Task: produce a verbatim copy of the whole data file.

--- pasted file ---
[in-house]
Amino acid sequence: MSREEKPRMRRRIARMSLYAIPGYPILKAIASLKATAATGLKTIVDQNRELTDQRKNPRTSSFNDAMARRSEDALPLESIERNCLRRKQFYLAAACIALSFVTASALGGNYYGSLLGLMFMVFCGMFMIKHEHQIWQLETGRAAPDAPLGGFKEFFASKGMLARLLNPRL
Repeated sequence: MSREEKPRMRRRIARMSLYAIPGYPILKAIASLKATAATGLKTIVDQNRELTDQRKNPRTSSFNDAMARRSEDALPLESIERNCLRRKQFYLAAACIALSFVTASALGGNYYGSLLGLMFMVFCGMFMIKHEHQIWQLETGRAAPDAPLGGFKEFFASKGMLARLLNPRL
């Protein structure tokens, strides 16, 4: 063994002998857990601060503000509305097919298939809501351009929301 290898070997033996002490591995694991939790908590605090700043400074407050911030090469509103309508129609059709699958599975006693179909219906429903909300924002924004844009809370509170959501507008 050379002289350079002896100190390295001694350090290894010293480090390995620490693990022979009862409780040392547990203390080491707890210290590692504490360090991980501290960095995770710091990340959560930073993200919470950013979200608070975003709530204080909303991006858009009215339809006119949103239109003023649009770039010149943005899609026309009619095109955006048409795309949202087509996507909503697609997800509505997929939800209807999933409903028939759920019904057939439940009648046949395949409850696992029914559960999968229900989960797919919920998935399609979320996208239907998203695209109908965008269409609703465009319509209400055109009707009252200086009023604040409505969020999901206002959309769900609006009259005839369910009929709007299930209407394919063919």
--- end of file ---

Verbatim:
[in-house]
Amino acid sequence: MSREEKPRMRRRIARMSLYAIPGYPILKAIASLKATAATGLKTIVDQNRELTDQRKNPRTSSFNDAMARRSEDALPLESIERNCLRRKQFYLAAACIALSFVTASALGGNYYGSLLGLMFMVFCGMFMIKHEHQIWQLETGRAAPDAPLGGFKEFFASKGMLARLLNPRL
Repeated sequence: MSREEKPRMRRRIARMSLYAIPGYPILKAIASLKATAATGLKTIVDQNRELTDQRKNPRTSSFNDAMARRSEDALPLESIERNCLRRKQFYLAAACIALSFVTASALGGNYYGSLLGLMFMVFCGMFMIKHEHQIWQLETGRAAPDAPLGGFKEFFASKGMLARLLNPRL
């Protein structure tokens, strides 16, 4: 063994002998857990601060503000509305097919298939809501351009929301 290898070997033996002490591995694991939790908590605090700043400074407050911030090469509103309508129609059709699958599975006693179909219906429903909300924002924004844009809370509170959501507008 050379002289350079002896100190390295001694350090290894010293480090390995620490693990022979009862409780040392547990203390080491707890210290590692504490360090991980501290960095995770710091990340959560930073993200919470950013979200608070975003709530204080909303991006858009009215339809006119949103239109003023649009770039010149943005899609026309009619095109955006048409795309949202087509996507909503697609997800509505997929939800209807999933409903028939759920019904057939439940009648046949395949409850696992029914559960999968229900989960797919919920998935399609979320996208239907998203695209109908965008269409609703465009319509209400055109009707009252200086009023604040409505969020999901206002959309769900609006009259005839369910009929709007299930209407394919063919």